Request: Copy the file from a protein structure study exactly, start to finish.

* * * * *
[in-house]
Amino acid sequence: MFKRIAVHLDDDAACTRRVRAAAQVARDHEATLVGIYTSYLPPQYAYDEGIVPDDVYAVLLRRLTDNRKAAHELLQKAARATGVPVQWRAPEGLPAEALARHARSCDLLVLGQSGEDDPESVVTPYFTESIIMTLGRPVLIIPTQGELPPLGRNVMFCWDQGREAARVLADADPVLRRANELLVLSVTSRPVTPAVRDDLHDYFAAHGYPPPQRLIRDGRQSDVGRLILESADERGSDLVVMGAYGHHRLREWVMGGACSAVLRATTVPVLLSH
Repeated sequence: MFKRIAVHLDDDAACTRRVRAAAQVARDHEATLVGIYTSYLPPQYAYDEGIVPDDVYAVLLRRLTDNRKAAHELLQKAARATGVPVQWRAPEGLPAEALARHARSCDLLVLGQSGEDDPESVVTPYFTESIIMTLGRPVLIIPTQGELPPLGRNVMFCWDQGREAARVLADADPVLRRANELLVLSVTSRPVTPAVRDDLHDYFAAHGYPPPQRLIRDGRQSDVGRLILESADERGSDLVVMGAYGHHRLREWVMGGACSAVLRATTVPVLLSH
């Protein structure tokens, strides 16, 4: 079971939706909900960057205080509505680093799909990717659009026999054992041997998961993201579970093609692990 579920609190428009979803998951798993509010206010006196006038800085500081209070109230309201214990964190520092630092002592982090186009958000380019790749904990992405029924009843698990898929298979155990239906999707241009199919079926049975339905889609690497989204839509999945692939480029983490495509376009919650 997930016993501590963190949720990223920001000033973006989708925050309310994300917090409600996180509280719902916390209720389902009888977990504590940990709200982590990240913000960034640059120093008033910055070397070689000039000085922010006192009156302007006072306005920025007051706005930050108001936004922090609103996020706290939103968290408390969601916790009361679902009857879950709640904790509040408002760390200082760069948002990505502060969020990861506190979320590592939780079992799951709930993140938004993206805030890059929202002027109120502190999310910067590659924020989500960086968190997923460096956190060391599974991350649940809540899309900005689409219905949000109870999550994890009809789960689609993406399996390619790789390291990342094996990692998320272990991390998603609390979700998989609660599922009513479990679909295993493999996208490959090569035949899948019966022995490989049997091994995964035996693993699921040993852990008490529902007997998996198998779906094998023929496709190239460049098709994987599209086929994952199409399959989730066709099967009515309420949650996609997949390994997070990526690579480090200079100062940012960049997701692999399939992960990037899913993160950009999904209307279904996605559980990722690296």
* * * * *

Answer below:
[in-house]
Amino acid sequence: MFKRIAVHLDDDAACTRRVRAAAQVARDHEATLVGIYTSYLPPQYAYDEGIVPDDVYAVLLRRLTDNRKAAHELLQKAARATGVPVQWRAPEGLPAEALARHARSCDLLVLGQSGEDDPESVVTPYFTESIIMTLGRPVLIIPTQGELPPLGRNVMFCWDQGREAARVLADADPVLRRANELLVLSVTSRPVTPAVRDDLHDYFAAHGYPPPQRLIRDGRQSDVGRLILESADERGSDLVVMGAYGHHRLREWVMGGACSAVLRATTVPVLLSH
Repeated sequence: MFKRIAVHLDDDAACTRRVRAAAQVARDHEATLVGIYTSYLPPQYAYDEGIVPDDVYAVLLRRLTDNRKAAHELLQKAARATGVPVQWRAPEGLPAEALARHARSCDLLVLGQSGEDDPESVVTPYFTESIIMTLGRPVLIIPTQGELPPLGRNVMFCWDQGREAARVLADADPVLRRANELLVLSVTSRPVTPAVRDDLHDYFAAHGYPPPQRLIRDGRQSDVGRLILESADERGSDLVVMGAYGHHRLREWVMGGACSAVLRATTVPVLLSH
């Protein structure tokens, strides 16, 4: 079971939706909900960057205080509505680093799909990717659009026999054992041997998961993201579970093609692990 579920609190428009979803998951798993509010206010006196006038800085500081209070109230309201214990964190520092630092002592982090186009958000380019790749904990992405029924009843698990898929298979155990239906999707241009199919079926049975339905889609690497989204839509999945692939480029983490495509376009919650 997930016993501590963190949720990223920001000033973006989708925050309310994300917090409600996180509280719902916390209720389902009888977990504590940990709200982590990240913000960034640059120093008033910055070397070689000039000085922010006192009156302007006072306005920025007051706005930050108001936004922090609103996020706290939103968290408390969601916790009361679902009857879950709640904790509040408002760390200082760069948002990505502060969020990861506190979320590592939780079992799951709930993140938004993206805030890059929202002027109120502190999310910067590659924020989500960086968190997923460096956190060391599974991350649940809540899309900005689409219905949000109870999550994890009809789960689609993406399996390619790789390291990342094996990692998320272990991390998603609390979700998989609660599922009513479990679909295993493999996208490959090569035949899948019966022995490989049997091994995964035996693993699921040993852990008490529902007997998996198998779906094998023929496709190239460049098709994987599209086929994952199409399959989730066709099967009515309420949650996609997949390994997070990526690579480090200079100062940012960049997701692999399939992960990037899913993160950009999904209307279904996605559980990722690296």